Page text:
Efficient expansion and isolation of human iNKT cells

The percentage of iNKT cells in human PBMCs is extremely low (0.01% - 1%). Short-term in vitro culture to obtain sufficient numbers of cells is indispensable for iNKT cell studies. Under the microscope, iNKT cells in human PBMCs cultured using whole PBMCs as APCs to presented alpha-Gal-cer antigen showing obvious, bulky, and numerous colonies in day 14 (Figure 3A). After isolation by positive magnetic bead sorting, the purity of Vα24+ iNKT cells determined by Flow cytometry was achieved 96.78% (Figure 3B).
Figure 3

Culture and transduction of human iNKT cells. (A) iNKT cells in PBMCs were expanded 300-folds after stimulation with α-GalCer for 14 d. The upper panel: prominent cell colonies were observed (Magnification: 200×); the lower panel: the percentage of iNKT cells in PBMCs and the purity of iNKT cells after isolation with microbeads. (B) The purity of iNKT cells before and after isolation with microbeads, (C) and the expression of the PE-Vα24 (red) and APC-Vβ5 (blue) genes after retroviral transduction, were observed under fluorescence microscopy (D) and analyzed with Flow cytometry. (E) Intracellular Flow cytometry analysis the iNKT cell populations expressed IFN-γ upon activated by Mtb antigen 38-kDa stimulation. UnTd (untransduced iNKT cells); EmTd (empty vector-transduced iNKT cells); Td (TCR gene-modified iNKT cells). Td + 38-kDa (TCR gene-modified iNKT cells + 38-kDa antigen-loaded DCs).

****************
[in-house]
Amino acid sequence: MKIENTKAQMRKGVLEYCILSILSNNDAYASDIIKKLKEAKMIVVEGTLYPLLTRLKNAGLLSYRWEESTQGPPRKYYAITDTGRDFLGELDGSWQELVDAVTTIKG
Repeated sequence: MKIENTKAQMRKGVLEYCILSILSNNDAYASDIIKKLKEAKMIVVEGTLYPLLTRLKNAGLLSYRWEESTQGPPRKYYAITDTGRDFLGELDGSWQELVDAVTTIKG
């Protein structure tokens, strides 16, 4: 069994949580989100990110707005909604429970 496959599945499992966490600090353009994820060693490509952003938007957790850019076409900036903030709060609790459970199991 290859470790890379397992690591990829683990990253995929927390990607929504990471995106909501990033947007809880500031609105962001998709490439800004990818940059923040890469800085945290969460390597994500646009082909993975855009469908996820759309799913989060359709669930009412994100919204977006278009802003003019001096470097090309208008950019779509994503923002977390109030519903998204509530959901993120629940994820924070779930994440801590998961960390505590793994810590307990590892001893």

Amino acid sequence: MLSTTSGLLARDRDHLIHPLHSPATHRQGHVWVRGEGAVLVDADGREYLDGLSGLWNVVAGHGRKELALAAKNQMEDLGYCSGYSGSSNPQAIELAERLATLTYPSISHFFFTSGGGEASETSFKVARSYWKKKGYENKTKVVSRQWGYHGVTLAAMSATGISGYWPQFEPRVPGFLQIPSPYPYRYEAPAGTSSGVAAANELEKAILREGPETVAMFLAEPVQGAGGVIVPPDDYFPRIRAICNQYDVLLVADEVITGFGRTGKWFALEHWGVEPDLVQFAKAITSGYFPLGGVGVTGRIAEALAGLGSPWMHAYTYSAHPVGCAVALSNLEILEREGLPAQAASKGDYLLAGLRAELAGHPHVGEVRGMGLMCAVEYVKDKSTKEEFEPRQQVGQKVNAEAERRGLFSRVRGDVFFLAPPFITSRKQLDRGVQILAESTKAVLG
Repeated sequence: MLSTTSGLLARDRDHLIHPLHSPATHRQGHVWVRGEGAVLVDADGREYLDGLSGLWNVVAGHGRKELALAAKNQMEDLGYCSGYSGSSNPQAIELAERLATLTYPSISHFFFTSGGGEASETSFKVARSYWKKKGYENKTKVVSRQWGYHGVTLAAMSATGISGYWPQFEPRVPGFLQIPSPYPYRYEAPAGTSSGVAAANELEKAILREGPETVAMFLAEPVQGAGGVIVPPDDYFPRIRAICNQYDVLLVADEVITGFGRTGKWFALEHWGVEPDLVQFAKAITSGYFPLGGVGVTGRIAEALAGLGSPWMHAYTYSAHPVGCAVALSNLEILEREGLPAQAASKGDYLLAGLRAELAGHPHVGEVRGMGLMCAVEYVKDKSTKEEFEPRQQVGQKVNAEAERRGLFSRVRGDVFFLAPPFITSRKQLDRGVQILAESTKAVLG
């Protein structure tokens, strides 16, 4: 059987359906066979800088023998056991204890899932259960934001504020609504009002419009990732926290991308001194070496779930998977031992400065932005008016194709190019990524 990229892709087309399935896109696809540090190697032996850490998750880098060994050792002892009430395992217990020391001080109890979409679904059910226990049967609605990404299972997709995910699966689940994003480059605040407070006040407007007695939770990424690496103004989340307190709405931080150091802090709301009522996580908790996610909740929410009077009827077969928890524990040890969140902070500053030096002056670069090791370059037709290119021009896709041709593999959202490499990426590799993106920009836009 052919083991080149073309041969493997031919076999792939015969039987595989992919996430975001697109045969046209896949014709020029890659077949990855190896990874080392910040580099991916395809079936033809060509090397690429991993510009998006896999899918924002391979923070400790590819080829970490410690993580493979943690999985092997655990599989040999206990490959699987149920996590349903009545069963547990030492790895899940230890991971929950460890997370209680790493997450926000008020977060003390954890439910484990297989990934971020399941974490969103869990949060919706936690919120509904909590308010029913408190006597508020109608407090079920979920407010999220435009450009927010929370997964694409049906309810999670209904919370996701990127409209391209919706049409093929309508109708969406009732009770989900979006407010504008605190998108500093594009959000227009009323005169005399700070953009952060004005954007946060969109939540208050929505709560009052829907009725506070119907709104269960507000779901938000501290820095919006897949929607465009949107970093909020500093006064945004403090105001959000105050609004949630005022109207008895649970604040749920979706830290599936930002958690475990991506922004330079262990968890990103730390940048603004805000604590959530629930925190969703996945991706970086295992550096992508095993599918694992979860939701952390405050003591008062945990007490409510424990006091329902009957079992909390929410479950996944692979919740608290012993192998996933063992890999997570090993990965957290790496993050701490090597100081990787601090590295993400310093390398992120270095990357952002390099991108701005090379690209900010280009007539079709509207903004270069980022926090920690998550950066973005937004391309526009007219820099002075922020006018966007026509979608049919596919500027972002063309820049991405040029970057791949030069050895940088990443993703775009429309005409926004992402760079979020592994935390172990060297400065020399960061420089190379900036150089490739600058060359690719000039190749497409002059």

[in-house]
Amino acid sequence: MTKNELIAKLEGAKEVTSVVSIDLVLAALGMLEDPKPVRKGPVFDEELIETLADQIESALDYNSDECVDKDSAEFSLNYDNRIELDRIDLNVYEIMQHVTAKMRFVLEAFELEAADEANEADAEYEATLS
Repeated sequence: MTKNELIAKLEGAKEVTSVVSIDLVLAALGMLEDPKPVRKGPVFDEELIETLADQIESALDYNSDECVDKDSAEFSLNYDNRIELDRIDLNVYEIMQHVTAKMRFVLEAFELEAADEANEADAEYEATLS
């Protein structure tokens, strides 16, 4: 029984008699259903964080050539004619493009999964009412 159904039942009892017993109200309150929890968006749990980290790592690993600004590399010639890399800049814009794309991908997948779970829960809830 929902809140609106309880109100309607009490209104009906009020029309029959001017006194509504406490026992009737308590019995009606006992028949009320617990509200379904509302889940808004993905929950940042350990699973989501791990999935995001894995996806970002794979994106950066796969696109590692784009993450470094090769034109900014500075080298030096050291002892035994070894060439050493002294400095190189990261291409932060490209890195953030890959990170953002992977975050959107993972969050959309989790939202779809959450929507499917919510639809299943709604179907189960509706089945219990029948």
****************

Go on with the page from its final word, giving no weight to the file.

Expression of exogenous genes by TCR gene-modified iNKT cells

For functional avidity, it is important that the expression level of the transduced TCR gene be high on the recipient cell surface. Under fluorescence microscopy, the APC fluorescence of TCR Vβ5 labeling was clearly observed in TCR gene-modified iNKT cells (Td), but not in untransduced (UnTd) and empty vector-transduced (EmTd) iNKT cells, 5 d after transduction (Figure 3C). Flow cytometry analysis demonstrated that 45.06% of TCR gene-modified iNKT cells express both Vα24 and Vβ5. By contrast, untransduced and empty vector-transduced iNKT cell controls have no Vβ5 expression (Figure 3D).

Antigen-specific proliferation of TCR-engineered iNKT cells

Significant proliferation was seen in TCR gene-modified iNKT cells stimulated with 38-kDa loaded DCs (P < 0.001) at days 4 and 7 after stimulation, suggesting that TCR gene-modified iNKT cells proliferated rapidly upon 38-kDa antigen stimulation. For the same engineered iNKT cells, stimulation with unassociated antigen OVA and Mtb-associated antigen ESAT-6 did not induce obvious proliferation, similar to untransduced or empty vector-transduced iNKT cells stimulated with 38-kDa antigen. Obvious proliferation was also observed in engineered iNKT cells stimulated by alpha-Gal-cer, demonstrated that the engineered iNKT cells retaining its original capacity to be stimulated proliferation by non-proteic antigens alpha-Gal-Cer.